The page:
Friday, December 28, 2007

Digital merchandising helps combat 'feature fatigue'

There's admittedly not much new info about kiosk or digital signage projects in this recent article by MTI's Jason Goldberg on CE Pro, but they did introduce me to a term that I hadn't come across before: feature fatigue. Simply put, it "refers to electronics customers and their overwhelmed state in researching and becoming acclimated to new products and their—you guessed it—feature-laden natures."

I consider myself a fairly tech-savvy guy, but I can identify with this phenomenon. Even the relatively simple task of selecting a new digital camera for my mom this past Christmas proved it true: I wanted to be able to pick up and handle the different models, so a bricks-and-mortar store was a must. But at the same time, it was hard to compare the features listed on the little tags next to each model, and the sales reps were hampered by big crowds and a lack of detailed product knowledge, so a link to the 'net (and product manufacturer websites and reviews) was also a must.

But I'm guessing I'm one of the few people who will still go into a store and whip out their smart phone (a Blackberry in my case) to look up additional product info. Even "big screen" phones like the iPhone are limited by screen size and connection speed.

An in-store kiosk or smart POS would have been an ideal solution in my case, but sadly the store I was in lacked both. Not surprisingly, Goldberg's firm MTI makes such devices (as do many other companies, of course). Their favorite bit of kit is an item pull, barcode or RFID-based system that lets customers retrieve product information simply by handling the desired item. But when it comes to trying to figure out the pros and cons of various electronics, I find that nothing beats physically handling the different products, and then using one of those comparison matrices to pull out the salient features and compare them head to head. Once I have a product that looks/feels goods and stacks up well against the competition, a quick check of popular product review sites lets me know what past product owners have thought about their purchase.

It's an elaborate system that probably only increases my feature fatigue, but given how complex buying something even as simple as a camera has become, I'll take it over buyer's remorse any day.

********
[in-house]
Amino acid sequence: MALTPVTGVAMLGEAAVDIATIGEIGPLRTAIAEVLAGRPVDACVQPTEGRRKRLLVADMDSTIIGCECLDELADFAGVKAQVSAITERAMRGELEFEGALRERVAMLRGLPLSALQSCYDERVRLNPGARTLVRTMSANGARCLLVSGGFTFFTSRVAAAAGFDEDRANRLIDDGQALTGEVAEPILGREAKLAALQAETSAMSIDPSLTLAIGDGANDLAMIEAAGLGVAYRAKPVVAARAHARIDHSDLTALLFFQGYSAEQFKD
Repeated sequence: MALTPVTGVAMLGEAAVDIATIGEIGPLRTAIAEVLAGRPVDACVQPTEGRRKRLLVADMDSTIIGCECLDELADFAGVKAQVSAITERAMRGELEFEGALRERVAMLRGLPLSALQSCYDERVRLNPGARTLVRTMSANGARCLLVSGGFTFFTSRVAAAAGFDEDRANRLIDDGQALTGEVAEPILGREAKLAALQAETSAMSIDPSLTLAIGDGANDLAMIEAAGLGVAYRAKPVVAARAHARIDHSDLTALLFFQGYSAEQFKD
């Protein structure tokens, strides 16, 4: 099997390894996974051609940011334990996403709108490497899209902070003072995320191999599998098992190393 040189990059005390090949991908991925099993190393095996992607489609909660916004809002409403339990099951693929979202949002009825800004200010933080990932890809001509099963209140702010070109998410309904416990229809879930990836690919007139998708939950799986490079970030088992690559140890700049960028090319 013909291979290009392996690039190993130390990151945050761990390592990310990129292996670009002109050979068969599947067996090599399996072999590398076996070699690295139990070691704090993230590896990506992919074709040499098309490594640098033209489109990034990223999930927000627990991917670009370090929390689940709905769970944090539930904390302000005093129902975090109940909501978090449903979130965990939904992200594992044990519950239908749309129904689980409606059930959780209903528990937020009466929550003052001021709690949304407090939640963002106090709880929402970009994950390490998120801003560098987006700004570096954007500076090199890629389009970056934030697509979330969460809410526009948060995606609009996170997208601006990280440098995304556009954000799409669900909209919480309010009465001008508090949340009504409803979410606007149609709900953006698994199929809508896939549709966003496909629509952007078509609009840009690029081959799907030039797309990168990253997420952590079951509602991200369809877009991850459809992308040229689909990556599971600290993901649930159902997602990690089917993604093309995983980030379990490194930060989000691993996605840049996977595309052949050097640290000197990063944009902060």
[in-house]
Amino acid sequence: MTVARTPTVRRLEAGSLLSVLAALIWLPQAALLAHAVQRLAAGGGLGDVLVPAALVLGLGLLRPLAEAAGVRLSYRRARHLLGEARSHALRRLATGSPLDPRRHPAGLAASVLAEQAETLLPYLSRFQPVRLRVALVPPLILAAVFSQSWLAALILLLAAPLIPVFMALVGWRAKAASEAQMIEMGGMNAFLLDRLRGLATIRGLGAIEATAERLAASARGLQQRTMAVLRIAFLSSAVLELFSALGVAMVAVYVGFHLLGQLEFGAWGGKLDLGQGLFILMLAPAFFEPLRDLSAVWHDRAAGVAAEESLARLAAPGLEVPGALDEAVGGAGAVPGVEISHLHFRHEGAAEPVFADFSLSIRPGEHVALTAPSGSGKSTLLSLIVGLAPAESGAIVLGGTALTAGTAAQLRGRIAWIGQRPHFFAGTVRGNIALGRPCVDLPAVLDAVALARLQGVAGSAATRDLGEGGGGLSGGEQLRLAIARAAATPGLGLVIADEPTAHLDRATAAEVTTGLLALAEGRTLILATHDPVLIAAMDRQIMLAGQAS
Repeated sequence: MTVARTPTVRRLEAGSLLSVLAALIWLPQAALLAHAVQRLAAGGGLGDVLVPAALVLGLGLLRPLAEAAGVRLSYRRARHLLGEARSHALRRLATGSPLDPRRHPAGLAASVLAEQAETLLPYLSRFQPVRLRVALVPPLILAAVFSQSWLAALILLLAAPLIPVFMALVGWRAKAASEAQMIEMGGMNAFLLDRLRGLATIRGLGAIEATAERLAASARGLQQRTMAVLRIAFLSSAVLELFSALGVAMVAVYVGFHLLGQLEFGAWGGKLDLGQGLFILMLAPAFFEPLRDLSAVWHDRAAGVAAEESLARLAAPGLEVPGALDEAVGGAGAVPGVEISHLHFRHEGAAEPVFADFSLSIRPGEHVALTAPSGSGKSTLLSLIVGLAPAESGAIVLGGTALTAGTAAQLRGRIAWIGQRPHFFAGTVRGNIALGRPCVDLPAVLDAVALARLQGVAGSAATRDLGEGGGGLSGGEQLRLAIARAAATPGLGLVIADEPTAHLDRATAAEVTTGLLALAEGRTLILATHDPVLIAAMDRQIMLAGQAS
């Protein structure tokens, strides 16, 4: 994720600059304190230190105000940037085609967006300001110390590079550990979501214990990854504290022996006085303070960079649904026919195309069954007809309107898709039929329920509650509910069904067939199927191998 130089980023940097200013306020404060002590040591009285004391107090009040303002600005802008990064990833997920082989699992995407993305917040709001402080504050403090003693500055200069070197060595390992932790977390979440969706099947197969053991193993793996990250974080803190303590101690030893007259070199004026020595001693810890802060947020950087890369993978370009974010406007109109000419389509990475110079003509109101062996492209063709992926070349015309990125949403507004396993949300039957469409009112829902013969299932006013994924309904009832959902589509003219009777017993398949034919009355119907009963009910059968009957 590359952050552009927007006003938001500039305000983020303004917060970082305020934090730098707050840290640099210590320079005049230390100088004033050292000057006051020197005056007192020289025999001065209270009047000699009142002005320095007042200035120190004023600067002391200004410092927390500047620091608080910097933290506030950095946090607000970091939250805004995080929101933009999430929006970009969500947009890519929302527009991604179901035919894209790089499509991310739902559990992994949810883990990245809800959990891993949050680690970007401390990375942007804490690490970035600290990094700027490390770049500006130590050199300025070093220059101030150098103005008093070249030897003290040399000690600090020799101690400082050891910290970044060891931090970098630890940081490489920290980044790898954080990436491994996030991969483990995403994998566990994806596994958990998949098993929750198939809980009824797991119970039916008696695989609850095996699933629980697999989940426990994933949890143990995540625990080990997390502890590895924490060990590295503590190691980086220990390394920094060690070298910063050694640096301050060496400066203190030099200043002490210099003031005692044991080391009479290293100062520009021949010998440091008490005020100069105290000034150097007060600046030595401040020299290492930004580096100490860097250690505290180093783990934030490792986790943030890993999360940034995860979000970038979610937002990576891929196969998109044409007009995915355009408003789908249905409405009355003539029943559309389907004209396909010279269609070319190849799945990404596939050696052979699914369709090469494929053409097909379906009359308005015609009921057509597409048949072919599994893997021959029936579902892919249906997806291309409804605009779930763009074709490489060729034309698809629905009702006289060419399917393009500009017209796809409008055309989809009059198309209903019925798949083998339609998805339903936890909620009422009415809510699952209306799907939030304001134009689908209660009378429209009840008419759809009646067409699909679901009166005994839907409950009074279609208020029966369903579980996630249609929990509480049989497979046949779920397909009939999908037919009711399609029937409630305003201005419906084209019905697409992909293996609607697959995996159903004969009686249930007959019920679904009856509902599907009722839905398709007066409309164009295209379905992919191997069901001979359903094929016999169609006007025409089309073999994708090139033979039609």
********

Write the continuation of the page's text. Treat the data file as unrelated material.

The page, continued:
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1 comment:

Jgoldberg said...

Hi Bill,

One point of clarification. MTI's "favorite bit of kit" is actually to take products out of their shipping packages and glass display cases and put them in the hands of consumers. That's the overwhelming majority of work we do. Integrating digital merchandising into those experiences (such as the SKU activated merchandising experiences you describe) is growing in popularity, but still a small minority of the work we do. So I'll happily agree with your comments about your desired shopping experience.

What I consistently find when I watch shoppers shop a product category is that most shoppers with the exact same shopping mission, self-sort themselves into three basic shopping modes.

Assisted sale customers, who will immediately seek the help and advice of a sales associate if available. (my mother for example). In this case the most useful merchandising tools are the ones that assist the sales associate.

Self-service customers, who will use whatever tools the product manufacturer and retailer give them (or that they bring in themselves), but who generally prefer not to interact with the sales associate during the decision making process (for example myself, and expect you). These customers will give a strong preference to shopping environments that provide useful tools.

Hybrid customers (the largest single group), who prefer to gather some basic level of information before they are willing to interact with a sales associate, but who will ultimate want to get some live advice before completing a purchase decision.

So the challenge for a retailer in overcoming feature fatigue is to build an environment that serves all three shopping modes. (sales assist, deep product research, and basic product research). We've found that SKU activated merchandising is one of the tools able to do well for all three.